If you dont have a  BahnCard the pricecap is set at 15 euros.  So youll have to use the Bike for at least 3 hours to get your moneys worth.

You also have the option of getting a yearly membership – 36 euros with and 46 without a  BahnCard.


How does Call a Bike Work?

Now I was surprised how simple it was to rent one (actually two) of these bikes. You have 2 options of how to rent a Bike. You can either download the Call a Bike App (available both on Android and IOS) or you can use the computer directly at the bike station. I opted to try out the mobile version as it seemed the most convenient.  After downloading the app you need to register for the system, entering your email, your physical address (im not sure if you can enter non german addresses) and your credit card number. This is where I encountered the first major snag. If you don’t have a credit card (believe it or not – they are not that common in germany) then you can’t use the app. A quick mention on the side – you can rent out a maximum of 2 Bikes at once. If you have a BahnCard or a Monthly Ticket Subscription, both bikes are billed at the reduced rate.

After your account is confirmed and you are registered, you are presented with a map of all the stations close to you. If you click on one of the icons it will tell you how many bikes are left at the station and how many return slots are left. If you then click on the station again you are presented with a list of the Bikes. Click on any of the numbers and you will be presented with a series of rental options.

Call A Bike Berlin MapCall A Bike Rental Bike numbers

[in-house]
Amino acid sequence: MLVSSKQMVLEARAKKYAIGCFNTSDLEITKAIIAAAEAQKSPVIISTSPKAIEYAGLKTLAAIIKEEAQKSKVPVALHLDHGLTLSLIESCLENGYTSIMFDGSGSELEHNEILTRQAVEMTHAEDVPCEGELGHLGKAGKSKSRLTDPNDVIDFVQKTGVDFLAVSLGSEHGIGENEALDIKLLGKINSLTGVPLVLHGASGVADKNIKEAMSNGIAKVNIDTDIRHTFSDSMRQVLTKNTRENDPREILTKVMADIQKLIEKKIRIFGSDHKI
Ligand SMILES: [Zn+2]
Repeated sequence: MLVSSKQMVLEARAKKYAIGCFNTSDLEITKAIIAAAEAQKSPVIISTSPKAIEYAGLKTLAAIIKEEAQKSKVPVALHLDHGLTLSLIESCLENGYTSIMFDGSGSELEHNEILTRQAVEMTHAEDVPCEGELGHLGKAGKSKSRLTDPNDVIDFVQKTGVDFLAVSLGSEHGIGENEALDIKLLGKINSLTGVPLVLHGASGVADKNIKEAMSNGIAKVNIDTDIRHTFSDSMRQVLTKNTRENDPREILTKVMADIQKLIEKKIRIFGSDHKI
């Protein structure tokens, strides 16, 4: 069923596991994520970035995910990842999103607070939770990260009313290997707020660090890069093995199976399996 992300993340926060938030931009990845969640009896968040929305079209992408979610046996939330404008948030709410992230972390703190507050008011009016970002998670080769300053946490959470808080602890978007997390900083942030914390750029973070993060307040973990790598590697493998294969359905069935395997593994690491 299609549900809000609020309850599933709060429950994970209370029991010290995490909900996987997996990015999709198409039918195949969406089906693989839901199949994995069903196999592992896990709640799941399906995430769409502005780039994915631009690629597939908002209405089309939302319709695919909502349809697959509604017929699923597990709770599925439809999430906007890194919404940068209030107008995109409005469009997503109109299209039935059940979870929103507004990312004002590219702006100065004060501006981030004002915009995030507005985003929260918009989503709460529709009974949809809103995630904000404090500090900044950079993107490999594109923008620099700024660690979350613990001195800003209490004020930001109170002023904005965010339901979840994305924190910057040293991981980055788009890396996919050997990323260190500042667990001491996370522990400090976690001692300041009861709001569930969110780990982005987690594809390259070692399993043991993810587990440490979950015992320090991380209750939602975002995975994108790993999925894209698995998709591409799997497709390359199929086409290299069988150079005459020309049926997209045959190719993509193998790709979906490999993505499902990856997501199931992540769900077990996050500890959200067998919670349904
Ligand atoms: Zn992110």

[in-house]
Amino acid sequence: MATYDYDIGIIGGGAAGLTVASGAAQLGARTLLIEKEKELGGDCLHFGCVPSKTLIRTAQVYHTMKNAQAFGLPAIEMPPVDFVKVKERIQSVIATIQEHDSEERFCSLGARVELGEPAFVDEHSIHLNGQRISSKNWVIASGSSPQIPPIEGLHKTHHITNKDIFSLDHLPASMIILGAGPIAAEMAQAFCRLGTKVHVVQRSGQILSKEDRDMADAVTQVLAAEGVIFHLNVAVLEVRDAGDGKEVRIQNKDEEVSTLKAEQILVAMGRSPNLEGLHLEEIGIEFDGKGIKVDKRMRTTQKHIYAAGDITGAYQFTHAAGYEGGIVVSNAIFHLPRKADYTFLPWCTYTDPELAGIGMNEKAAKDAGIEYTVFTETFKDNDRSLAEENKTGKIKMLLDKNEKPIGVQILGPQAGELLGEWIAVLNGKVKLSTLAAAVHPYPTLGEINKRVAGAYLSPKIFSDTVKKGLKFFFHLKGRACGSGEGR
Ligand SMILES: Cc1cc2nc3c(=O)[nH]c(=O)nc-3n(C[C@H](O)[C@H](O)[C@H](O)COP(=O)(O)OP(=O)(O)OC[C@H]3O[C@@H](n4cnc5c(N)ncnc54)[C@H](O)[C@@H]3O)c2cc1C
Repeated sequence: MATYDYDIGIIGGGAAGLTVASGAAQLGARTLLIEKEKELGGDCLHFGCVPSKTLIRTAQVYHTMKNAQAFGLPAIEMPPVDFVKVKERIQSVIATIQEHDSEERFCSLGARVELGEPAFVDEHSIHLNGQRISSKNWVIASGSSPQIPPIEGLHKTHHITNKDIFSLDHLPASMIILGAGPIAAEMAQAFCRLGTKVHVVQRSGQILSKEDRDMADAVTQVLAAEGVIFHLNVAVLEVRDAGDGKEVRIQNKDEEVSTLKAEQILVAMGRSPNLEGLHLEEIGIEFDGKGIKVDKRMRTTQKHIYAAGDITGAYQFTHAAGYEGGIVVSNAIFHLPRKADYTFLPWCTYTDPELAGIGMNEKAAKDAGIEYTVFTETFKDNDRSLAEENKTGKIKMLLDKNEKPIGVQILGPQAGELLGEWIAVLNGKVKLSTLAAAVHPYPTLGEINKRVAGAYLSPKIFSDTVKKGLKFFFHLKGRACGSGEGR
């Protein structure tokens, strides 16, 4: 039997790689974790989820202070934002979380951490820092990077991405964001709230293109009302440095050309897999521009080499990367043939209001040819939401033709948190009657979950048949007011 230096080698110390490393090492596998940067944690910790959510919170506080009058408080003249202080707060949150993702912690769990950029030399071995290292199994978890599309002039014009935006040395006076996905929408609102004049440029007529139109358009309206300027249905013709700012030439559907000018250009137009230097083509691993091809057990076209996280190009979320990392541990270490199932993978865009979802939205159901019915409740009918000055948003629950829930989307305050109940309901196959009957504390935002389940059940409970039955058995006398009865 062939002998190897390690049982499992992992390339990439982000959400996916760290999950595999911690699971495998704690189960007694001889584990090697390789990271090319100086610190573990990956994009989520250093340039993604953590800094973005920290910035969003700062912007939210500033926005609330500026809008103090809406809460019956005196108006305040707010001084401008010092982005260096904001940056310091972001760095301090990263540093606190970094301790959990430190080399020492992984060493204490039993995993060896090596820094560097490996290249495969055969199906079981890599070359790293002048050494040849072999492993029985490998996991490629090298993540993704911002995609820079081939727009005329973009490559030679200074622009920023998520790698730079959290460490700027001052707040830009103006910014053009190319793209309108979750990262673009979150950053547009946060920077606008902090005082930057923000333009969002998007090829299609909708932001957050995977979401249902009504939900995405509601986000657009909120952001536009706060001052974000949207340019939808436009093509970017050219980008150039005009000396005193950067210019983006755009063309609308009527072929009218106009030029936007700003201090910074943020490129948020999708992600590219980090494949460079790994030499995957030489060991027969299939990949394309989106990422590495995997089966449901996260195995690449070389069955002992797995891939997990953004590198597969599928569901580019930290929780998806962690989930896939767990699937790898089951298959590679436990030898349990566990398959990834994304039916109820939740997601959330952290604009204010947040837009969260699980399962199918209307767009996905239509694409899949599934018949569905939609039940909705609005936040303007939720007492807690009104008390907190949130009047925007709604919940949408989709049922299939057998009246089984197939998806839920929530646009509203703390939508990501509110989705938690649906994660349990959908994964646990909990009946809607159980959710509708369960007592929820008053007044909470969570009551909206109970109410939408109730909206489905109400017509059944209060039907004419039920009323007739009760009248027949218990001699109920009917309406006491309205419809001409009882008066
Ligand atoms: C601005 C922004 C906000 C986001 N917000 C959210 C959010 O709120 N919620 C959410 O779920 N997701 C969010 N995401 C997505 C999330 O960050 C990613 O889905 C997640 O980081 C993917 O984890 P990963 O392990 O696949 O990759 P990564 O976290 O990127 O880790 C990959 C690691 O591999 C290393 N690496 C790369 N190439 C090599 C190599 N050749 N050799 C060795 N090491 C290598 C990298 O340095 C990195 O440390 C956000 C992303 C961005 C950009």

Call A Bike Rental OptionsCall A Bike unlock code

Now its important that you thoroughly check the bikes for any previous damage before you rent it, as you will most likely be made liable for any damage to the bike after you rent it (even if it wasnt your fault). If you’re satisfied with the Bike, click on “private rental” and you will receive a code for your bike. Flip open the display hatch on the left side of the back wheel and enter the code on the display. Youll now be able to slide out the metal rod and place it in the holding tray. Thats all there is too it.

Call A Bike Unlock Box

Call A Bike Display

I did give the computer at the Bike Station a quick test and it was equally simple to use. In contrast to the app – the computer also gives you the even cheaper yearly rental option (24 euros per year) if you are a Student or have a VBB (a public transport ticket subscription) subscription. Another benefit of using the machine is that it takes both Debit and Credit Cards, that makes renting a bike a lot easier for most people.


Putting it to the Test:

Now as I mentioned before, make sure to double-check the bike that you want to rent for any damage BEFORE you rent it. Make sure that the tires arent loosing air, that the brakes are tight enough and that none of the lights are broken.

Call A Bike Warning Label
Read the tiny Fine Print….